Summary: We learn from the story of the Tower of Babel the futility of trying to make a name for ourselves.
I. Making a name
We see in the first chapters of Genesis that people basically chose one of two paths. A few of them humbled themselves and followed God, trusting in him and his protection. Such were the descendents of Seth.
The other group was principally the descendents of Cain. These men rejected God and sought power and fame. We see that Cain was the first to build a city, naming it after his son. And those who followed his path dedicated themselves to doing the same, banding together and building cities for protection, instead of trusting in the protection of God. And more often than not they would name these cities after someone in their family, so that their family would be remembered.
We also see in these chapters the “men of renown,” those whose names were known far and wide... in their day. Seemingly these were powerful warlords, who gathered to themselves many wives to insure that their name would last.
This was the situation before the great flood. Did things get any better afterwards? Let’s take a look.
In Genesis 11:1-9 (quickview) , we have the account of those who settled in the plain of Shinar, in what would be present day Iraq. These people had received a directive from God to multiply and fill the earth. But what did they do?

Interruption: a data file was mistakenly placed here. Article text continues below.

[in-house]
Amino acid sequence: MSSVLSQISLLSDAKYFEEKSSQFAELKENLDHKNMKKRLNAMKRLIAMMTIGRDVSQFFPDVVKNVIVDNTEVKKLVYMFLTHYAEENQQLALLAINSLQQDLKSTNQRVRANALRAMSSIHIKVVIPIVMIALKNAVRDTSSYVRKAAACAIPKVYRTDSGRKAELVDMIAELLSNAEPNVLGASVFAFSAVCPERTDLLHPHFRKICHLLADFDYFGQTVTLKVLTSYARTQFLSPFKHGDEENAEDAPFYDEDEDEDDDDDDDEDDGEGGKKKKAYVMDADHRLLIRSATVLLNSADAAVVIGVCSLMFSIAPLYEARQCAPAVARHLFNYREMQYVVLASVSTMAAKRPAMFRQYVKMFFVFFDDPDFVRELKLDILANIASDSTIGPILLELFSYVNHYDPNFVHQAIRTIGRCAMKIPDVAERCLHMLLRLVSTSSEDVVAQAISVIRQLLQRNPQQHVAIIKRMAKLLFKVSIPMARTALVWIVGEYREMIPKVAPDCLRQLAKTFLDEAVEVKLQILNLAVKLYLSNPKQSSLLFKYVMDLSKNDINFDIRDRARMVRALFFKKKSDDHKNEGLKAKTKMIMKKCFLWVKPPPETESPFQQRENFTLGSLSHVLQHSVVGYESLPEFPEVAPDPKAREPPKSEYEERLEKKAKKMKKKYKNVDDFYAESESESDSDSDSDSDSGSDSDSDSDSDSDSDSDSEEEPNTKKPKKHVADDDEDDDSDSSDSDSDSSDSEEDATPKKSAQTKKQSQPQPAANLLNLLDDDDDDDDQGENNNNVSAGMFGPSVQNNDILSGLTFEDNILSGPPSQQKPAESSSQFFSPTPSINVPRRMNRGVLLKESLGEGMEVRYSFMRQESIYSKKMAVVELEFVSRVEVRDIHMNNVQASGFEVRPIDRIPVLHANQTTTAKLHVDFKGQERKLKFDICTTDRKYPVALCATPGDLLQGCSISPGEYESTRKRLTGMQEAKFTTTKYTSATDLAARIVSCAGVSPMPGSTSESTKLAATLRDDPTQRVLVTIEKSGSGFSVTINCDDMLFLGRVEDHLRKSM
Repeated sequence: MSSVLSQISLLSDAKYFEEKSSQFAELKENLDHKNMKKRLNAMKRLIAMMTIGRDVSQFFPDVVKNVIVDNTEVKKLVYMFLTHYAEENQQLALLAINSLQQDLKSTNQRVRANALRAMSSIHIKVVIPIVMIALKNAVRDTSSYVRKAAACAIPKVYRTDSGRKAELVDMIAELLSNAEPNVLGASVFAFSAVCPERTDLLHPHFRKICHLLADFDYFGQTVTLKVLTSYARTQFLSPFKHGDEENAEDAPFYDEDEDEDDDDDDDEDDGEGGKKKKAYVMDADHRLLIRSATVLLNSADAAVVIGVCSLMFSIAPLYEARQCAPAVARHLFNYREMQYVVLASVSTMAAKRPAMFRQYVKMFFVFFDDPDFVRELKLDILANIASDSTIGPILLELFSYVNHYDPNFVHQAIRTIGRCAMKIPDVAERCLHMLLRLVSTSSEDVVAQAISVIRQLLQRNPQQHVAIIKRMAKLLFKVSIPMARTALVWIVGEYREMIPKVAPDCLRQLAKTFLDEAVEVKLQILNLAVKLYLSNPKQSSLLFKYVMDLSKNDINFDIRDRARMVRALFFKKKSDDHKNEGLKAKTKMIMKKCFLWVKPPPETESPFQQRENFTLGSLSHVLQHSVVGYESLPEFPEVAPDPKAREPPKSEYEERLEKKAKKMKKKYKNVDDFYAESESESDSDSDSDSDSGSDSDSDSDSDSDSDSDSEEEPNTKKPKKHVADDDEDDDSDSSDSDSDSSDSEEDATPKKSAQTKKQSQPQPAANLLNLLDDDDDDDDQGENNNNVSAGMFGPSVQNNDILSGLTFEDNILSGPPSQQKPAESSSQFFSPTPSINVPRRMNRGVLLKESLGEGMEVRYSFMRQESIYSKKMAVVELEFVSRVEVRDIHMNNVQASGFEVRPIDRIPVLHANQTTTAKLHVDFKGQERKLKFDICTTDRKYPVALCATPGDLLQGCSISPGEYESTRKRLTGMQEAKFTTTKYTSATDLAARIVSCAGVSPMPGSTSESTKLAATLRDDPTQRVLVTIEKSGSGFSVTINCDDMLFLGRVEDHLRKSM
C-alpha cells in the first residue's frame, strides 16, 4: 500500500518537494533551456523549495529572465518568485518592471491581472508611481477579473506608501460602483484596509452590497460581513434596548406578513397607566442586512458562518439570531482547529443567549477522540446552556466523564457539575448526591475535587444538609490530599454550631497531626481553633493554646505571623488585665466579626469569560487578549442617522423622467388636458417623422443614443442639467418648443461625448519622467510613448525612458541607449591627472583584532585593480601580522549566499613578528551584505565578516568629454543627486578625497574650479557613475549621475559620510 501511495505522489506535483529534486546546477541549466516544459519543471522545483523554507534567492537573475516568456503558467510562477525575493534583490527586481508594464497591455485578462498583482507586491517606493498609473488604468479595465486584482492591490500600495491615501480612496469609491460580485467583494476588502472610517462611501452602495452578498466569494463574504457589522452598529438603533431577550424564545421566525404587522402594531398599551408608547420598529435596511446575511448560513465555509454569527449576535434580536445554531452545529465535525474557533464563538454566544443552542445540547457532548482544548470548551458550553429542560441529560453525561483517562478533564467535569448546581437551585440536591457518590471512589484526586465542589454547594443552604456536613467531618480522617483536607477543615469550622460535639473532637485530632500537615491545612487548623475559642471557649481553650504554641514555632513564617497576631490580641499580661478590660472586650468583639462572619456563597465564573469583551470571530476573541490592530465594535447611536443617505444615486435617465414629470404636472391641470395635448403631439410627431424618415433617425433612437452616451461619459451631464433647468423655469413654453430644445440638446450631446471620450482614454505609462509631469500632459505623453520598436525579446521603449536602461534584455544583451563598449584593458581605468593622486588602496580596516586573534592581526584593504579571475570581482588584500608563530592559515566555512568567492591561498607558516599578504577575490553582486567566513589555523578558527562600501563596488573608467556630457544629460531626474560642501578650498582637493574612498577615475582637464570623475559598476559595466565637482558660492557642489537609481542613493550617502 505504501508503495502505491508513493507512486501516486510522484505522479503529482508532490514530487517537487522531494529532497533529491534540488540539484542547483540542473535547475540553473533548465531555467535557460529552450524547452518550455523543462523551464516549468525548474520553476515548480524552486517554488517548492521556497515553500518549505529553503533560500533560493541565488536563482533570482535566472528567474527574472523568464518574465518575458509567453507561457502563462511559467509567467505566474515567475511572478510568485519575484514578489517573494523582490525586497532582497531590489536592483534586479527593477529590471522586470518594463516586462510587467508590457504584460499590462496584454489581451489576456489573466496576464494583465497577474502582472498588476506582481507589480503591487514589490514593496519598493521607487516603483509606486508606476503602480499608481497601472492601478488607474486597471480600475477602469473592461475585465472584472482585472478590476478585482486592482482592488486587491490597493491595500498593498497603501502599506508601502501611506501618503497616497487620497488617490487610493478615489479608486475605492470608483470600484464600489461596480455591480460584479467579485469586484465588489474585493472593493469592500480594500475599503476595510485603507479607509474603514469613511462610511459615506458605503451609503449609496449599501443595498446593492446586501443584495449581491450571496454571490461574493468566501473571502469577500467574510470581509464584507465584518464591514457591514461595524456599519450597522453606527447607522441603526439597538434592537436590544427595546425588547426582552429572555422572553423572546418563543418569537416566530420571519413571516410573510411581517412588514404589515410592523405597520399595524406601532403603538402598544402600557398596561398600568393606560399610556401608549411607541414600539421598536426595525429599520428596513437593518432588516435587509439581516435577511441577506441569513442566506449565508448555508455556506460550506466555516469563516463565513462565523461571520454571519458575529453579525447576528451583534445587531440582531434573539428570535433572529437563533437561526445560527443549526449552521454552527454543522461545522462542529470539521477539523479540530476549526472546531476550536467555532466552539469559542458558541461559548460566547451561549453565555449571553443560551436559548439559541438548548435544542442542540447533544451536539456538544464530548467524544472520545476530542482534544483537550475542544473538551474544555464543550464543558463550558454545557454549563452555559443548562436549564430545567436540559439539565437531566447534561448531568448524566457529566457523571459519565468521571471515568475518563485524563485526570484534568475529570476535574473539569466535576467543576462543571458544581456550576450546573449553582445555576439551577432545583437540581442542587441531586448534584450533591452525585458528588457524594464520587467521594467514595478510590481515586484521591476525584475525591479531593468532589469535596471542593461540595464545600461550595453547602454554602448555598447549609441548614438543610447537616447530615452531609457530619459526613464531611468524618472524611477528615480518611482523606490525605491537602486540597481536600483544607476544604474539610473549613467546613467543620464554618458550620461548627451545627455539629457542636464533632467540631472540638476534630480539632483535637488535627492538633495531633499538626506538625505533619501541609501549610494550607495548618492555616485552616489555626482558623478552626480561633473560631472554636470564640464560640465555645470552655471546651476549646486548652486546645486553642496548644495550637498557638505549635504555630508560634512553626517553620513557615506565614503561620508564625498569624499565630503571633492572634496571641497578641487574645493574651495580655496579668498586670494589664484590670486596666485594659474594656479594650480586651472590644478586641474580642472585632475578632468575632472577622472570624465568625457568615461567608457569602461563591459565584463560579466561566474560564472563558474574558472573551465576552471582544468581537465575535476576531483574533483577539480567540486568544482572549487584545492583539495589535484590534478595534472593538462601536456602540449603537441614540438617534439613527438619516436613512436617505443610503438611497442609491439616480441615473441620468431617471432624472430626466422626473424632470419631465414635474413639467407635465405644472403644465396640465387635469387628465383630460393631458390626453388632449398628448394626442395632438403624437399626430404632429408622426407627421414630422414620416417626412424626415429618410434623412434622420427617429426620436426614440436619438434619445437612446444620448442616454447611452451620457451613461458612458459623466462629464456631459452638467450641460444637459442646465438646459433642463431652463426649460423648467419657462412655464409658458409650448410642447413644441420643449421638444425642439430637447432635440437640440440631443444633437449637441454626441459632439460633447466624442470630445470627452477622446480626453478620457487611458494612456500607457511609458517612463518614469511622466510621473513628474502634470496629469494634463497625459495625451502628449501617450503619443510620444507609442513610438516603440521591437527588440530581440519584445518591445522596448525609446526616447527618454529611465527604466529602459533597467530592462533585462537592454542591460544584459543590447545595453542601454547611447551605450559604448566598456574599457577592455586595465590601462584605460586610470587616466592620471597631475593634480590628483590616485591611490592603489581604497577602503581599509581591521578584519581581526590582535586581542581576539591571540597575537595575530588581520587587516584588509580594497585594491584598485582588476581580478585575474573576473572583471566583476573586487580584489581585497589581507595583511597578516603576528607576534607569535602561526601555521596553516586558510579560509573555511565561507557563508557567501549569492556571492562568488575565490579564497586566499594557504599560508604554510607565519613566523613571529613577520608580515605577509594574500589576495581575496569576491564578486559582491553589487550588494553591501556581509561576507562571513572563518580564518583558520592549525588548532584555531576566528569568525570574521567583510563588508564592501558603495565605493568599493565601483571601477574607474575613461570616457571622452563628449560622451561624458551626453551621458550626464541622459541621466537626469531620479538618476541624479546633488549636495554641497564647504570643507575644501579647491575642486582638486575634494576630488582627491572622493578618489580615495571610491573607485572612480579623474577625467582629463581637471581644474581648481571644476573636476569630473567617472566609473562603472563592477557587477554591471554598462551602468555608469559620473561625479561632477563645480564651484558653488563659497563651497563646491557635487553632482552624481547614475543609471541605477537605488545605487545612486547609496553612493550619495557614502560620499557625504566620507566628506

First off, they focused on improving their building techniques. While God’s people lived in tents, these men worked at making stronger, safer buildings. What’s wrong with that? It shows a desire to rely on one’s own strength, rather than God. And when they had made some advances, they set out to build a great tower.
Now you may have heard that they were building this tower to get to heaven. I remember hearing that when I was young, being repeated scornfully by my atheistic high school biology teacher. Yet if you read the story, it says nothing of the kind. They wanted to build a great tower for two reasons:
(1) They didn’t want to be scattered (even though that is exactly what God wanted them to do!).
(2) They wanted to make a name for themselves.
So much of what men do is done for this purpose: to make a name for ourselves. Here this people sought out to build this great tower to make a name for themselves.
II. God reacts
Notice how the Bible describes the moment when God reacted to the tower. “He came down and saw...” Is the writer saying that God is way up in heaven and can’t see what goes on on earth? No, of course not. He is showing the insignificance of this tower when compared to God. It may have been man’s crowning achievement, a technological wonder of its day, but for God, it was something that he had to stoop to see! A child’s plaything, a mere toy when compared to God.
Notice also that God’s plans will be carried out. Man has free will and may choose to go along with those plans voluntarily. If he does not, he will suffer the consequences of his actions. And God’s will will be done. In this case, men lost the ability to communicate with one another. Think of how much greater their achievements might have been if they had done things God’s way! As it was, they merely suffered setback and shame. And God’s plan was carried out.